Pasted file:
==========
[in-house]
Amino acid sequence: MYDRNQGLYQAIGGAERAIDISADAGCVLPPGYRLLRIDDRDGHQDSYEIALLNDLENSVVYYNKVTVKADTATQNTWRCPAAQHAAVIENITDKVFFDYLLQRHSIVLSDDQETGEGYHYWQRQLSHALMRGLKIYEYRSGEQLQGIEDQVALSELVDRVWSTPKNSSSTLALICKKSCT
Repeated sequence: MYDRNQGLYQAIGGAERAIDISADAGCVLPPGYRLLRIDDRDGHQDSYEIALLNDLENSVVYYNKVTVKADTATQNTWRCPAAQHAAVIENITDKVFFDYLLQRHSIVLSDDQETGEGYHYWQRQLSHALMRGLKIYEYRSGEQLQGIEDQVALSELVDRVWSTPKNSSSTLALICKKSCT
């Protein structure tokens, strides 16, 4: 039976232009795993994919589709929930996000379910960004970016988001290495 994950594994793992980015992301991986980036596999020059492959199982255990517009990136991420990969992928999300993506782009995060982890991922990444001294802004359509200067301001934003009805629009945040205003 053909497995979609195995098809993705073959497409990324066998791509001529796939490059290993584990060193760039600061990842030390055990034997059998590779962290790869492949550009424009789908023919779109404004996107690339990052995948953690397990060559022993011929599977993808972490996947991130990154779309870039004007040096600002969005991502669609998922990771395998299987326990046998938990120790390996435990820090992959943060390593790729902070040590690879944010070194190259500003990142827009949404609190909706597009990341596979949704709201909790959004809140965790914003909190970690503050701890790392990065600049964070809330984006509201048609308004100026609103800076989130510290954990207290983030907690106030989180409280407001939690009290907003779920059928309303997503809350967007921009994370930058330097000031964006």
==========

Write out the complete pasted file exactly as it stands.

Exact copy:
[in-house]
Amino acid sequence: MYDRNQGLYQAIGGAERAIDISADAGCVLPPGYRLLRIDDRDGHQDSYEIALLNDLENSVVYYNKVTVKADTATQNTWRCPAAQHAAVIENITDKVFFDYLLQRHSIVLSDDQETGEGYHYWQRQLSHALMRGLKIYEYRSGEQLQGIEDQVALSELVDRVWSTPKNSSSTLALICKKSCT
Repeated sequence: MYDRNQGLYQAIGGAERAIDISADAGCVLPPGYRLLRIDDRDGHQDSYEIALLNDLENSVVYYNKVTVKADTATQNTWRCPAAQHAAVIENITDKVFFDYLLQRHSIVLSDDQETGEGYHYWQRQLSHALMRGLKIYEYRSGEQLQGIEDQVALSELVDRVWSTPKNSSSTLALICKKSCT
């Protein structure tokens, strides 16, 4: 039976232009795993994919589709929930996000379910960004970016988001290495 994950594994793992980015992301991986980036596999020059492959199982255990517009990136991420990969992928999300993506782009995060982890991922990444001294802004359509200067301001934003009805629009945040205003 053909497995979609195995098809993705073959497409990324066998791509001529796939490059290993584990060193760039600061990842030390055990034997059998590779962290790869492949550009424009789908023919779109404004996107690339990052995948953690397990060559022993011929599977993808972490996947991130990154779309870039004007040096600002969005991502669609998922990771395998299987326990046998938990120790390996435990820090992959943060390593790729902070040590690879944010070194190259500003990142827009949404609190909706597009990341596979949704709201909790959004809140965790914003909190970690503050701890790392990065600049964070809330984006509201048609308004100026609103800076989130510290954990207290983030907690106030989180409280407001939690009290907003779920059928309303997503809350967007921009994370930058330097000031964006």